What's in season: December

Pears growing on the tree at Hidcote Manor Garden, Gloucestershire in September

Spark festive joy with warming dishes packed full of goodness. We've got gardening tips and recipes to help you make the most of seasonal fruit and veg.

Whether you want to cook an extravagent Christmas feast with all the trimmings or a comforting bowl of soup to warm up after a bracing winter walk, you'll find lots of fresh ingredients in your garden, allotment or local shop. 

Fruit and veg to harvest and buy

  • Pears
  • Potatoes
  • Brussel sprouts 
  • Spring green cabbage 
  • Savoy cabbage
  • Carrots
  • Cauliflower 
  • Kale
  • Leeks
Planting and picking pears

The garden pear (Pyrus communis), which is thought to originate from the Caucasus, has been cultivated in Britain for more than 1,000 years. There are around 1,000 varieties of garden pear and many can be grown and harvested at this time of year.

Jobs for the garden

Shorter days and colder temperatures mean that many of us retreat to the warmth and comfort of our homes during the winter months. But some gentle gardening on a bright day is still an enjoyable way of connecting to nature and getting some fresh air. While there aren't a huge amount of jobs to do this month, it's always worth turning over the soil, adding fallen leaves to your compost heap and layering your beds with mulch.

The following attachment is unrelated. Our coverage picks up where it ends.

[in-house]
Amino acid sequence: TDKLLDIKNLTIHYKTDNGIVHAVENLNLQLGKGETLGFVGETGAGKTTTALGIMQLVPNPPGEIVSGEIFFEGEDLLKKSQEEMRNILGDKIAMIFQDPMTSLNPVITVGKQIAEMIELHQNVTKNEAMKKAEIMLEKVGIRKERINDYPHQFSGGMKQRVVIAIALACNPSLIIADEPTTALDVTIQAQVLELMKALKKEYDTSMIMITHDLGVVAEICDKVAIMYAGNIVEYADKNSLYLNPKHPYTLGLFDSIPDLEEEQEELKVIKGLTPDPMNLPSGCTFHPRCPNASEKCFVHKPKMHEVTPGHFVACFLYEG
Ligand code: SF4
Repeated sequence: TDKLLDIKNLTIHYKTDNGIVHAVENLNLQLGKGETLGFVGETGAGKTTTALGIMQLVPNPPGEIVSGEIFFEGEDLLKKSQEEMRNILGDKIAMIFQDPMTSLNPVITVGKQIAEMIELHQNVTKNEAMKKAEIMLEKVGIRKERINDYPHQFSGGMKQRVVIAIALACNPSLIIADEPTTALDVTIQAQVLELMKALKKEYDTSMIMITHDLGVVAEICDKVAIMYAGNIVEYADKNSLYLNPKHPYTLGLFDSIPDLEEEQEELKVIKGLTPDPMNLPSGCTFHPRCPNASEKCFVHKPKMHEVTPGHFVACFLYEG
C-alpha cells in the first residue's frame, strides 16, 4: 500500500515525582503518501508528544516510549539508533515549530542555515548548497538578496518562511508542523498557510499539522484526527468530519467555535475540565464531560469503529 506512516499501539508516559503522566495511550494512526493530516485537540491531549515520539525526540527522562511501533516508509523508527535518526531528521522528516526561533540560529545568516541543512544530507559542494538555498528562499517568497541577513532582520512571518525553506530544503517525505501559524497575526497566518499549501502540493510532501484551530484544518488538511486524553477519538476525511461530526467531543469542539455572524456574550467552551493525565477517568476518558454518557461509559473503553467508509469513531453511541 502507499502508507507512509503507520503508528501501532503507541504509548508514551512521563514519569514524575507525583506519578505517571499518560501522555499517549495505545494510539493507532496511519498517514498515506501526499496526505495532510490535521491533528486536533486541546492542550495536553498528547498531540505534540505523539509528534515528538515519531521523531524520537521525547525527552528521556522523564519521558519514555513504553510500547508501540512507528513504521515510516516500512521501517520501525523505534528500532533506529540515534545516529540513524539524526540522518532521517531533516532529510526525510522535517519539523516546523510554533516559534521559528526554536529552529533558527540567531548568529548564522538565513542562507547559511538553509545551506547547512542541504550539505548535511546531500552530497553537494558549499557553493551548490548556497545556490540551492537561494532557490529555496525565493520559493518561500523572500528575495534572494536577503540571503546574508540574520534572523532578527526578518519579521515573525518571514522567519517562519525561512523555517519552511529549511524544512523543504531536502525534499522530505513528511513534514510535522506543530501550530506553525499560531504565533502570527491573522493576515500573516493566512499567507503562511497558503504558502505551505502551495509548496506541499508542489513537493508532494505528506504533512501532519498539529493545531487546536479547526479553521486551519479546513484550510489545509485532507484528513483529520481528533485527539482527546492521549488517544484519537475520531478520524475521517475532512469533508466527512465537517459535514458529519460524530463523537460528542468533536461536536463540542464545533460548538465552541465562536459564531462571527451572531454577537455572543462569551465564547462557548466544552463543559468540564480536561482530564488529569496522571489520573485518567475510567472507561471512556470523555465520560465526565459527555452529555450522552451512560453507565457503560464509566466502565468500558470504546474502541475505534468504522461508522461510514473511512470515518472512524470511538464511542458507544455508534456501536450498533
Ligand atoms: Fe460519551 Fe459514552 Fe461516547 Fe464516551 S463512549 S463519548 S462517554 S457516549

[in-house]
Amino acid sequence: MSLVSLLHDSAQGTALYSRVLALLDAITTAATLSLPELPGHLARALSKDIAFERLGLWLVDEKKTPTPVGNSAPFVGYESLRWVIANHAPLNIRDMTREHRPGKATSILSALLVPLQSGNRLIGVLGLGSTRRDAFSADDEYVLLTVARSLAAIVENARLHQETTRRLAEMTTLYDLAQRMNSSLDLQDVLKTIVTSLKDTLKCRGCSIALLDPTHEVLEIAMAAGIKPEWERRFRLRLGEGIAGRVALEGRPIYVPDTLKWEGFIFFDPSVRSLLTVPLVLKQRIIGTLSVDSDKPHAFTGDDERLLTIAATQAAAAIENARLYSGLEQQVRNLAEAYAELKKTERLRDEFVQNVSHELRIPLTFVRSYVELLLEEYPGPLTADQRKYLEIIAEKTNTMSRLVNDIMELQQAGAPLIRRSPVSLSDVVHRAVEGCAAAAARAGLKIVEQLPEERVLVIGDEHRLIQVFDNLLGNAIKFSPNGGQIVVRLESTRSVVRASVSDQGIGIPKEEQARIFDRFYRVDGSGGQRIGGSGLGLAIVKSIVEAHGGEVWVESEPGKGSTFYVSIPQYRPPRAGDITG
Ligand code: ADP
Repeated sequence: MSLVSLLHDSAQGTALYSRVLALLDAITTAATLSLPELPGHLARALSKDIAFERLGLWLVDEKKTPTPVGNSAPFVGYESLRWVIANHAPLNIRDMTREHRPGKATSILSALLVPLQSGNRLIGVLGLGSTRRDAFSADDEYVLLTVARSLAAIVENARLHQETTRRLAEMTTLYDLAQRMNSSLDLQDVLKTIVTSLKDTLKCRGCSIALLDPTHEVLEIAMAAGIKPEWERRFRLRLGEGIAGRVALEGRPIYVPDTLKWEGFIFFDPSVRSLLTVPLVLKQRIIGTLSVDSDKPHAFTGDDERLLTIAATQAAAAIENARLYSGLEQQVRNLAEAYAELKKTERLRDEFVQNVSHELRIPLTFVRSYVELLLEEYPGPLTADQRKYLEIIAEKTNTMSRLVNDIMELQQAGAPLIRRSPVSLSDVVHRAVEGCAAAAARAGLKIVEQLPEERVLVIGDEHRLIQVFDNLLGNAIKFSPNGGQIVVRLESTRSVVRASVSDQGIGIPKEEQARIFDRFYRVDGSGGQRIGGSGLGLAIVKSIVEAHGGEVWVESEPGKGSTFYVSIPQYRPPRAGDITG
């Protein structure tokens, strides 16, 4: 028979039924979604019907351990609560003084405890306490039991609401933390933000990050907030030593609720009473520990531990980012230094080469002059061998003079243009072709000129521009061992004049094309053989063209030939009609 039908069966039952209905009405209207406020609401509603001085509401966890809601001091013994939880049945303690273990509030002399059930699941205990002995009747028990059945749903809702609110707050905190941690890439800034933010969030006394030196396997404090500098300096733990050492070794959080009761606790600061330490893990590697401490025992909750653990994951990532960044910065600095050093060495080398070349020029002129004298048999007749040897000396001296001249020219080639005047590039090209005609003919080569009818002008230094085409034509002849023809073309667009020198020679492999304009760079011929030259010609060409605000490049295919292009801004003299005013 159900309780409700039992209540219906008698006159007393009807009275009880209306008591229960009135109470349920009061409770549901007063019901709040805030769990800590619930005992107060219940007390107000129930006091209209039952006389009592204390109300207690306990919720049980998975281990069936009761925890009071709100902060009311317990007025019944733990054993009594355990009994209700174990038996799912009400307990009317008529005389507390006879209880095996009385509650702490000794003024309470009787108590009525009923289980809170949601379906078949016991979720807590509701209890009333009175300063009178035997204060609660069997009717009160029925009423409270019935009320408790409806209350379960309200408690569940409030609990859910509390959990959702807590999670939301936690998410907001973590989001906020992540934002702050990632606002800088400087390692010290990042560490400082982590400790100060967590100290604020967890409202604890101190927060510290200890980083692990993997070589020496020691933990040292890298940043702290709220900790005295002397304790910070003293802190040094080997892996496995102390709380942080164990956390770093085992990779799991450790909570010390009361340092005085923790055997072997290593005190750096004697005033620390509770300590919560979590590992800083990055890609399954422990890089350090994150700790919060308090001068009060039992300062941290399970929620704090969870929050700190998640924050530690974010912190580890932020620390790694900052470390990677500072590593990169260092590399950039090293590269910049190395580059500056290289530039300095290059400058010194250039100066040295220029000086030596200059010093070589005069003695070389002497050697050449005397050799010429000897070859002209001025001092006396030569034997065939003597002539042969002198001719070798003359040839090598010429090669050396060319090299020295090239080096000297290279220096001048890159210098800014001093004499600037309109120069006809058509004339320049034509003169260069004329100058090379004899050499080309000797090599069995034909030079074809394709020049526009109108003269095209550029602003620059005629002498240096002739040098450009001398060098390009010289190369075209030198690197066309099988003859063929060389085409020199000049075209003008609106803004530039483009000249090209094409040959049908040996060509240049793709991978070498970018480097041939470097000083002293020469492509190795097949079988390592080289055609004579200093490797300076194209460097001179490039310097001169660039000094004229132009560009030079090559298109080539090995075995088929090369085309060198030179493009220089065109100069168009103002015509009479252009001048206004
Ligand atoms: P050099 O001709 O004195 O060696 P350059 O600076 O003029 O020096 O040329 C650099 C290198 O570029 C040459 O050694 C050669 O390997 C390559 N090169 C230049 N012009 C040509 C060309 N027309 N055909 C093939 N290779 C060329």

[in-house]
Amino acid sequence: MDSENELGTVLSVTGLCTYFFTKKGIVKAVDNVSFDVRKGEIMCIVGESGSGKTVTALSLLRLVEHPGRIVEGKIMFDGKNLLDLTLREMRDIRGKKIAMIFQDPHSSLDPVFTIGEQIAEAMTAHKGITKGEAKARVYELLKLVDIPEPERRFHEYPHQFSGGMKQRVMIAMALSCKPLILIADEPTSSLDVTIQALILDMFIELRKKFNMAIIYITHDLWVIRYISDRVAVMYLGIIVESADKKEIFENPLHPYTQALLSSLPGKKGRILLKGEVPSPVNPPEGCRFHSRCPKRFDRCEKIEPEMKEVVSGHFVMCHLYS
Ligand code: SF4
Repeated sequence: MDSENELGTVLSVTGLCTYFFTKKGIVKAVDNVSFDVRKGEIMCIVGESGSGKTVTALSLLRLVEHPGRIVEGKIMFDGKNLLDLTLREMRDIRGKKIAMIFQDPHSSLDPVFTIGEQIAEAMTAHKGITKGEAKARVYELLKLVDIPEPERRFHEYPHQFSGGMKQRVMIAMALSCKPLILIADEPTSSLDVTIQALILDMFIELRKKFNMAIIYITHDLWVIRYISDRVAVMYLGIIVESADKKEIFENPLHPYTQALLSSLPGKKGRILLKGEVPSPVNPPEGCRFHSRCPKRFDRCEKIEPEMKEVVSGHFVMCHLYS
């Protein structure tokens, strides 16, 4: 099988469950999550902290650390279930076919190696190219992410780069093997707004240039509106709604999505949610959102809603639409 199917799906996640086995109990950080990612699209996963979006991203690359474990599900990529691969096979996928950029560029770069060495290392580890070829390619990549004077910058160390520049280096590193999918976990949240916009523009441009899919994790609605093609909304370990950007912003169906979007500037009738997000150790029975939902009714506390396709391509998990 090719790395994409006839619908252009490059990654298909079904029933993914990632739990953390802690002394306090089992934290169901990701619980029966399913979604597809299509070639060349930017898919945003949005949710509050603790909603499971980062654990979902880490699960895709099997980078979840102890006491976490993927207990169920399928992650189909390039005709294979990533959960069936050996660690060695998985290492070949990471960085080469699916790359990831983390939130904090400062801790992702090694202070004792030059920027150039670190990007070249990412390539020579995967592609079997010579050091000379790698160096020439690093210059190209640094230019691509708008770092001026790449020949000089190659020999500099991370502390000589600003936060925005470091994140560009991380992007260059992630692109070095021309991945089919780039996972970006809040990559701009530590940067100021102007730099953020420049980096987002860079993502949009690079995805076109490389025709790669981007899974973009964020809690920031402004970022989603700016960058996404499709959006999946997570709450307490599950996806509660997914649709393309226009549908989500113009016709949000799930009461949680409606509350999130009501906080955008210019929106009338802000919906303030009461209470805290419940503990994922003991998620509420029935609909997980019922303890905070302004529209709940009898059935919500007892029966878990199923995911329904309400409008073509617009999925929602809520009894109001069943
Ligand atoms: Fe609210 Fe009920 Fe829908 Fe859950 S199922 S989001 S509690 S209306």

Harvesting in the garden

Child in wellies choosing gardening gloves by a strawberry bed

Gardening tips and advice 

We've asked our gardeners to share their top tips on how you can look after your garden during all seasons. Whether you want to know more about pruning, weeding, harvesting veg or replanting, you'll find all the answers here.

A selection of gardening tools and accessories displayed against a brick wall.

Pick up some garden essentials 

If your garden could do with a bit of a helping hand, you'll find everything you need in our online shop. From new bulbs and birdfeeders to practical tools, there are useful products for every season.

The tastes and smells of Christmas

The evocative tastes and smells of Christmas owe much to the variety of herbs and spices that have found their way from across the globe and into our gardens and kitchens.

Our festive celebrations would have a lot less flavour if we only used native herbs in our winter dishes. We've been growing sage, rosemary, bay and thyme for so long that it's easy to forget they originally come from the Mediterranean. Many herbs arrived with the Romans and were soon cultivated in gardens for culinary and medicinal use. They were popular during medieval times and were often used in dishes for special occasions.

The rise of colonialism during the 17th century saw the introduction of flavours from East Asia and the trade in spices such as cloves, nutmeg, cinnamon and ginger. It was only possible to grow the plants that produced these spices in European gardens if there was a heated glasshouse. 

Initially, the scarcity of these spices made them very expensive and only enjoyed by wealthy diners. Mince pies with their blended spicy filling were popular during the Stuart and Georgian times and became something of a Christmas status symbol. Gradually, through a combination of wider cultivation and improved transport, the price of spices fell. By the Victorian times many spices were readily available and commonly used at Christmas. 

Dishes for December